What you need to know
Between 1900 and 1960, the health of the Prairie Métis was worse in comparison to their non-Métis counterparts. Rather than examining why they were experiencing poor health, the various levels of governments (federal, provincial, municipal), scholars, physicians, and many others argued they were an inferior population and were responsible for their own health disparities. Those who claimed the Métis were inferior refused to acknowledge that racism and displacement were the primary reasons why they were socially, politically, and economically marginalized and experienced an ongoing cycle of poverty and poor health.
Why this research is important
This research is important because not only does it begin to fill in the large gap that exists within the research, it also details how colonialism and the actions of the various levels of government and society resulted in a cycle of poverty and poor health developing, and persisting, among the Métis. This, in turn, made their experiences with infectious diseases much worse than those of other populations and also made it impossible to maintain a level of health compared to the general population.
How this research was conducted
An archival approach was chosen because, to date, no scholar has attempted to describe the health of the Métis people during this time period. Thus, this study not only describes the health status of the Métis and reasons why their health was compromised, it also shows there is material available about Métis health that has never been collected nor published.
What the researcher found
The dire poverty and poor health the Métis experienced between 1900 and 1960 was directly linked to colonialism and racism. For example, it was difficult to secure permanent, full-time, well-paying employment, which made it difficult to afford safe housing, send children to school, and secure enough nutritious food—all of which negatively impacted their health. Colonialism and racism prevented them from becoming full members of the economy, political arena, and society. Métis people were considered inferior and were forced to live on the periphery of society in a persistent state of poor health with few to no options to improve their situation. Instead of trying to help, the government, its institutions, and society continued to degrade them. In turn, this provided Euro-Canadians with the opportunity to manipulate and exploit the Métis population, causing the development of an intergenerational cycle of poverty and poor health. Within this cycle, everything was intrinsically linked and rooted in colonialism, which caused a ripple effect. The government and society used the poor health of the Métis people to further degrade and demoralize them, arguing they were experiencing poor health because they were genetically, physically, mentally, and culturally inferior.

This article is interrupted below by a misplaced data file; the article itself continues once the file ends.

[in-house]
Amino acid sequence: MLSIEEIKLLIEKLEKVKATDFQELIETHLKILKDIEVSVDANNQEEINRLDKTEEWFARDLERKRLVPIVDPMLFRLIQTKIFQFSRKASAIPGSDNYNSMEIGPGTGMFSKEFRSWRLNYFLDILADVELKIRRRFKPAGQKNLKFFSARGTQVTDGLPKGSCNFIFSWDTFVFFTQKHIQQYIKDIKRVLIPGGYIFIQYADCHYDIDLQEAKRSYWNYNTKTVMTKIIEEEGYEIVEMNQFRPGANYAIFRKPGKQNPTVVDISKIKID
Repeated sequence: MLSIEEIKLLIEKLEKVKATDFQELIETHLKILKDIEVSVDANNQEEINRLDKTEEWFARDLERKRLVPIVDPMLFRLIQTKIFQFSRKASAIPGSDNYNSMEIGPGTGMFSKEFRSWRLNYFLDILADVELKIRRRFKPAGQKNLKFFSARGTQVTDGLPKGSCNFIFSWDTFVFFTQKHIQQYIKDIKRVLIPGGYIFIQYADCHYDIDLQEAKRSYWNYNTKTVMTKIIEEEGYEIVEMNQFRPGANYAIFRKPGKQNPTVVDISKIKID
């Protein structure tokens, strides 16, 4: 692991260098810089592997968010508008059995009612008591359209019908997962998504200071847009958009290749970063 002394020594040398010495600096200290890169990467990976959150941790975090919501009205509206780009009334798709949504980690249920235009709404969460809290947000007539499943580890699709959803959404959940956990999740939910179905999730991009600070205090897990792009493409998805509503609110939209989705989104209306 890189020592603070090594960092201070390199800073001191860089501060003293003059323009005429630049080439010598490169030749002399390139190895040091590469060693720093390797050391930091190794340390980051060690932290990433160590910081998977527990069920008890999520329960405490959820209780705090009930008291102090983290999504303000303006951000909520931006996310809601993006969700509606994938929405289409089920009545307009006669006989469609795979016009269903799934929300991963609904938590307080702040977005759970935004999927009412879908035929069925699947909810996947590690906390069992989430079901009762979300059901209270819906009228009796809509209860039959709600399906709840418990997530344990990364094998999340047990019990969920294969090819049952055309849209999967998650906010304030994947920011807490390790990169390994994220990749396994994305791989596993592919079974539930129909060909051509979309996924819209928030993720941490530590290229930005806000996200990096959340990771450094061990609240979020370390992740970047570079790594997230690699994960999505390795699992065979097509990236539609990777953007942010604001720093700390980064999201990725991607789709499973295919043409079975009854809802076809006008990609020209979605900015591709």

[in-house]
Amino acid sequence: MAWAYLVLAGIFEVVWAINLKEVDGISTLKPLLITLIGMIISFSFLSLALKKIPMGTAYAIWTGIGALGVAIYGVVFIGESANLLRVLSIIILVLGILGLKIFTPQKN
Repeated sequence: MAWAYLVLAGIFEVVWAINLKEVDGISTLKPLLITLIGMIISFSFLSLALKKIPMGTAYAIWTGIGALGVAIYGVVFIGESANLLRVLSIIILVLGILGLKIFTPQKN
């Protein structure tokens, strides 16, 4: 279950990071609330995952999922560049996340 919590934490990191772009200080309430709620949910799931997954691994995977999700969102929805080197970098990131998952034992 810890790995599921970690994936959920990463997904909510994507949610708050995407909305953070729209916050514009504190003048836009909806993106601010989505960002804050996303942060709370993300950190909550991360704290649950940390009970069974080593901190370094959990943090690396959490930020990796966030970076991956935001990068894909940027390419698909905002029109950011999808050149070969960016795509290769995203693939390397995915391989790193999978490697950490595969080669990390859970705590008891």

Furthermore, the government and society claimed it was the Métis who were ultimately responsible for not only their poor health but also the social-economic problems they were experiencing. Rather than trying to find solutions to the issues they were experiencing, government officials, academics, scholars, physicians, church officials, and society argued the best method of dealing with them was to encourage them to fully assimilate.
How this research can be used
Understanding how the Métis experienced chronic disease in the past is necessary when trying to address the poor health of Métis today. Colonialism continues to influence Métis health. By recognizing and acknowledging how it impacts health, policymakers, government officials, and those working in healthcare can work in unison with Métis people to design more effective programs and services.
About the Researcher
- infectious disease
- social conditions
- social determinants of health
Editor: Christiane Ramsey
Research at Brandon University follows comprehensive policies designed to safeguard ethics, to ensure academic integrity, to protect human and animal welfare and to prevent conflicts of interest.